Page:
University of Macau
Our project on Catholicism and its civic engagement in Hong Kong, Macau, Taipei, and Shanghai, for which I was lead investigator, has come to an end. We found varying levels of civic engagement of the Catholic Church in Hong Kong, Macau, Taipei, and Shanghai. Our research led us to classify civic engagement into two parts: civic services and civic activism (called civic action in Hong Kong). Civic services included services in areas such as education, health care, elderly care, etc. These areas are comprehensively developed in Hong Kong, Macau, and Taiwan, but quite immature in Shanghai. This is in stark contrast to Shanghai before 1949, when Catholic schools and health institutions were prevalent. But in contemporary Shanghai, these independent Catholic institutions are restricted. In terms of civic activism, the Catholic Church in Hong Kong has been particularly outspoken in democracy movements, while the Church’s activism in Shanghai, Macau, and Taipei is more tacit. This lack of activism is understandable for mainland China, but we needed to explore reasons for this lack in Taipei and Macau.
Therefore, we conducted a survey and in-depth interviews and found that the factors that influence levels of Catholic civic engagement in these four cities were a combination of political, cultural, and individual opportunities and choices. The Catholic Church in Shanghai is bound by political constraints, but why is there low civic engagement in Taiwan and Macau? We found that cultural factors play an important role in the civic engagement of the Catholic Church. Chinese culture emphasizes inner development, along with hierarchy and order, which are similar to Catholic culture. This may affect the civic engagement of the Catholic Church. The interpretation of the Vatican II Council in the four cities has also influenced the amount of civic activism. Surprisingly, recent social movements in Taiwan seem to have had little impact on the civic activism of the Catholic Church. We also took individual-level factors into consideration in our analysis. Indeed, we found that the clergy’s attitude toward civic engagement, especially bishops, directly influenced the Church’s civic engagement in that area. In the case of Hong Kong, this is a powerful explanatory factor that explains why the Church there outperforms those in the other three cities.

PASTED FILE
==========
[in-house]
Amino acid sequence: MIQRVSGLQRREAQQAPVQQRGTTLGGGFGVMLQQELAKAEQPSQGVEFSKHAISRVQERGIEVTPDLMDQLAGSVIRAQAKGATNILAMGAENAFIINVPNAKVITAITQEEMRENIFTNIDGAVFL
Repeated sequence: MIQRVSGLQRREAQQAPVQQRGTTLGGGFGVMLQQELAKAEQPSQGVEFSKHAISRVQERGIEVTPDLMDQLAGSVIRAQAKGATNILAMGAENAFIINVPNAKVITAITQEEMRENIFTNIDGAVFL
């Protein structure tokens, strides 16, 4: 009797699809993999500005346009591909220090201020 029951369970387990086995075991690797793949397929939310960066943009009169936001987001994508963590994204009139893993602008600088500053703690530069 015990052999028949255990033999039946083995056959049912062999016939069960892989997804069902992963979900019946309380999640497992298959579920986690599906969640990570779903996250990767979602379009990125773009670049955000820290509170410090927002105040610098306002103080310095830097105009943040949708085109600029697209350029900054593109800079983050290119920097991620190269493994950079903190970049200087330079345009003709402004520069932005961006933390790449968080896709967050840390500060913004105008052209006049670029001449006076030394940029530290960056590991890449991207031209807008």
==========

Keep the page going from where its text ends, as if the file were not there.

Indeed, political, cultural, and individual factors are all important, and these three factors intertwine to influence the different levels of civic engagement of the Catholic Church in these four cities. Thus, we proposed an integrative model for political, cultural, and individual opportunity structures. In other words, political, cultural, and individual factors can provide opportunities for civic engagement, but they can also become constraints. These factors are in constant flux and mutually influence each other to determine the level of civic engagement. I believe this model will help explain the different levels of civic engagement of the Catholic Church in these four cities, as well as the civic engagement of other religions.
We are quite satisfied by this research outcome and its application. Of course, other than the effort of our team, we also benefited from many experts in the CSSP workshops and other colleagues. Particularly, Professor Fenggang Yang has given many constructive critiques to help our project.
Recently, the research network for the research in the sociology of religion has grown and matured. In contrast, the research in the other areas of sociology in China, such as the issues of race, gender, and class, do not have a mature research network. This is regrettable! Many scholars in these areas have made commendable individual achievements, but I would like to see more research networks similar to those in the sociology of religion. Maybe we need more leaders with passion and vision like Fenggang Yang.
In sum, I hope the field of the sociology of religion can continue to develop and play a positive role in the development of Chinese society.